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USC hopes to end national championship drought

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BRADENTON, Fla. – Southern Cal coach Chris Zambri sat down at the end of a 15-hour day, one that saw his Trojans defeat two of the best teams in the country to advance to the final matches of the NCAA Championship, and he still couldn’t believe the facts.

USC has won three NCAA women’s titles. The men have appeared in 57 NCAA Championships and haven’t won once. Their best finish is third place, something they’ve done seven times.

“It doesn’t make sense to me that we haven’t won,” Zambri confided.

He then rattled off mind-boggling stats that his alma mater has collected over the last half century that included the number of touring professionals, major-championship winners, All-Americans and Pac-12 Conference Championships.

After playing 126 holes the past six days – including a practice round – USC is staring at its best chance at its first national title. The Trojans will play LSU in the championship matches Wednesday at Concession Golf Club. The action will be live on Golf Channel at 11:30 a.m. ET.

Zambri referred to his playing time (1989-93) at USC as the “darkest years” although he was taking a jab at himself more than he was the performance of the team. He took over the helm in 2006 and has had decent success during his tenure. Last year though was a kick in the pants when USC finished dead last (30th) at the NCAA Championship.

Asked if he thought last year that his team would be strong enough to be in its current position, Zambri, simply said, “I don’t know.”

Since that depressing week in America’s Heartland, the Trojans have won three tournaments, are ranked No. 13 in the Golfstat rankings and are the first Pac-12 team to reach the championship matches since the tournament moved to a match-play format in 2009.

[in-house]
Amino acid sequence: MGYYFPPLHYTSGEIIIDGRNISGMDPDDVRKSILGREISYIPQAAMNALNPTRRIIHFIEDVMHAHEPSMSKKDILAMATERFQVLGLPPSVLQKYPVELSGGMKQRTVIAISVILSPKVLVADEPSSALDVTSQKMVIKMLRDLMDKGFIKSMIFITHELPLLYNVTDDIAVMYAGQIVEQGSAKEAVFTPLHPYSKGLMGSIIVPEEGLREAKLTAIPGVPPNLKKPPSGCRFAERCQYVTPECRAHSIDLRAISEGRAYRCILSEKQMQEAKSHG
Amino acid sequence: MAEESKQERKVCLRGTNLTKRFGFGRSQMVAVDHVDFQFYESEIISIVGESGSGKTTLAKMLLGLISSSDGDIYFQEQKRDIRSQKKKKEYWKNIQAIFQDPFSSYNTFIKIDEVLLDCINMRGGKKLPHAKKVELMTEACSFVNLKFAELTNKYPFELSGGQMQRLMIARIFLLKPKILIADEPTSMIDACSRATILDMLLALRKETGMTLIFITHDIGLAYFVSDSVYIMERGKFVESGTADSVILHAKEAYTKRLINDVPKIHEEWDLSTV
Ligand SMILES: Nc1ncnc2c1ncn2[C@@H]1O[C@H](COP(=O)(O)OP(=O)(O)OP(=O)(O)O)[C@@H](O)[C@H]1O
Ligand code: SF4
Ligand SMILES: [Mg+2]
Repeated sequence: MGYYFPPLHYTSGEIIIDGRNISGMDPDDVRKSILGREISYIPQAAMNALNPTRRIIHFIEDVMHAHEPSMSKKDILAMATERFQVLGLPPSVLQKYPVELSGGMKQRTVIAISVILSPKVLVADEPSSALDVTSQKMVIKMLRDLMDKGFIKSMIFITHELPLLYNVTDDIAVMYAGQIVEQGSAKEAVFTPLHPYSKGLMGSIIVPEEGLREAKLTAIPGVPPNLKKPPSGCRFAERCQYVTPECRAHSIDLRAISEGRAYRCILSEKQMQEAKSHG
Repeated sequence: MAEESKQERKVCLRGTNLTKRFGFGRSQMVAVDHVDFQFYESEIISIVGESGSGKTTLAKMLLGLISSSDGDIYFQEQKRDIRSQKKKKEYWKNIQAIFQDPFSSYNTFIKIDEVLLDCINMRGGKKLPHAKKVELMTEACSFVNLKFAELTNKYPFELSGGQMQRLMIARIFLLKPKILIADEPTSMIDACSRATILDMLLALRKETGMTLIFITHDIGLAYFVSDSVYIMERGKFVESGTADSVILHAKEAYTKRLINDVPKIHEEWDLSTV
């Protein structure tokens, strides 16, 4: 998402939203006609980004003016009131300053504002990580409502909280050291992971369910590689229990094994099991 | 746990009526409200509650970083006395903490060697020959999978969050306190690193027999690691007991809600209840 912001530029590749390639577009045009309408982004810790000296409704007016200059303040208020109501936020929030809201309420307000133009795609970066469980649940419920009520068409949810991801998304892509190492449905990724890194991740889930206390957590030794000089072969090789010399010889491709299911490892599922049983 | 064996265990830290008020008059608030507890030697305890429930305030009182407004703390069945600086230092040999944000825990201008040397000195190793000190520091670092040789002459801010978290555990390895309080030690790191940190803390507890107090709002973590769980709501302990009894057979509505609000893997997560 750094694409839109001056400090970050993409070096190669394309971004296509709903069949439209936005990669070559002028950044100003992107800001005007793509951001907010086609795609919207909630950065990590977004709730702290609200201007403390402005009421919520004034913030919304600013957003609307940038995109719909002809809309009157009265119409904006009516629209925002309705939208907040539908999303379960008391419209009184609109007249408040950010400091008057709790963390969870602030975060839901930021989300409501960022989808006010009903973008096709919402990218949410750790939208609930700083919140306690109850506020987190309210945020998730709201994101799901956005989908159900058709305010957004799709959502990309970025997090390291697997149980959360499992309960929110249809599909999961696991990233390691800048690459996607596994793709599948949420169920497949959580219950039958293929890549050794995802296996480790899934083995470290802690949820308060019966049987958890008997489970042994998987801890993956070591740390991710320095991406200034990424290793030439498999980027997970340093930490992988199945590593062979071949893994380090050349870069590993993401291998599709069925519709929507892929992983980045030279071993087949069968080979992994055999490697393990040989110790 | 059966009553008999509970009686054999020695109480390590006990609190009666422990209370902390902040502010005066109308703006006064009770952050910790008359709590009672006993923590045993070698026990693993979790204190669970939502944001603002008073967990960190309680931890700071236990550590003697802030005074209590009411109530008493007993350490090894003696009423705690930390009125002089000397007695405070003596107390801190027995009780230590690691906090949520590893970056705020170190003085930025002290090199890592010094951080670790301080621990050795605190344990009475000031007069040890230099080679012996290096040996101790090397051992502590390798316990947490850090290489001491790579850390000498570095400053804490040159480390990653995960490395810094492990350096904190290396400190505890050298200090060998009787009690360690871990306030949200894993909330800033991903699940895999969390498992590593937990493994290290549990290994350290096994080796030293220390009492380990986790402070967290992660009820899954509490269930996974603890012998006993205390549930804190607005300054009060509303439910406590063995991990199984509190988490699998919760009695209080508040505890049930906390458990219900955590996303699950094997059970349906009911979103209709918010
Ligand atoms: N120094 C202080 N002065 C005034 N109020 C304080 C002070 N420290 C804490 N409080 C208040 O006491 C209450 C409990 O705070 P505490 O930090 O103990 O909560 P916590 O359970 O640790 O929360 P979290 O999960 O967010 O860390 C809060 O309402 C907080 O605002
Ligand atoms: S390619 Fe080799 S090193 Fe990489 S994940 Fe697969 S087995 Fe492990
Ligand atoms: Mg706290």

“It’s amazing where we are now,” Zambri said.

USC toppled second-ranked Texas in the quarterfinals Tuesday then took down fourth-ranked Illinois in the afternoon semifinals. Sophomore Rico Hoey and junior Bobby Gojuangco each won both of their matches.

On the other side will be LSU. The Tigers are looking for their fifth NCAA title, but first since 1955. Or as LSU coach Chuck Winstead says, since the days of black and white TV.

LSU, ranked ninth, has won four times this year including the SEC Championship. They took down conference rivals Vanderbilt and Georgia on the way to the final and got over a hurdle they were not able climb a year ago when they lost to Alabama in the semifinals.

Junior Zach Wright won both matches Tuesday for the Tigers and sophomore Eric Ricard never trailed in a key momentum match in the semifinals against Georgia’s Greyson Sigg.

This marks the fifth year in a row, and the sixth time in the last seven years that an SEC team has advanced to the championship match. Alabama won the last two years but failed to advance to the NCAA Championship this year.

It’s been a long, grueling year for both teams and an even longer, taxing week here at Concession. But now, somehow, USC and LSU must find a way to summon their respective bests one last time.

“When you’re playing for a national championship tired doesn’t work,” Winstead said bluntly. “I’m comfortable that tomorrow will be decided by the guys one way or another.”

Said Zambri: “It’s high pressure because we care. We’re dealing with it.

“The program is in good shape, but this would be a real big shot in the arm.”


10:30AM ET: Rico Hoey (USC) vs. Brandon Pierce
10:40AM ET: Bobby Gojuangco (USC) vs. Benjamin Taylor
10:50AM ET: Sean Crocker (USC) vs. Zach Wright
11:00AM ET: Jonah Texeira (USC) vs. Eric Ricard
11:10AM ET: Eric Sugimoto (USC) vs. Stewart Jolly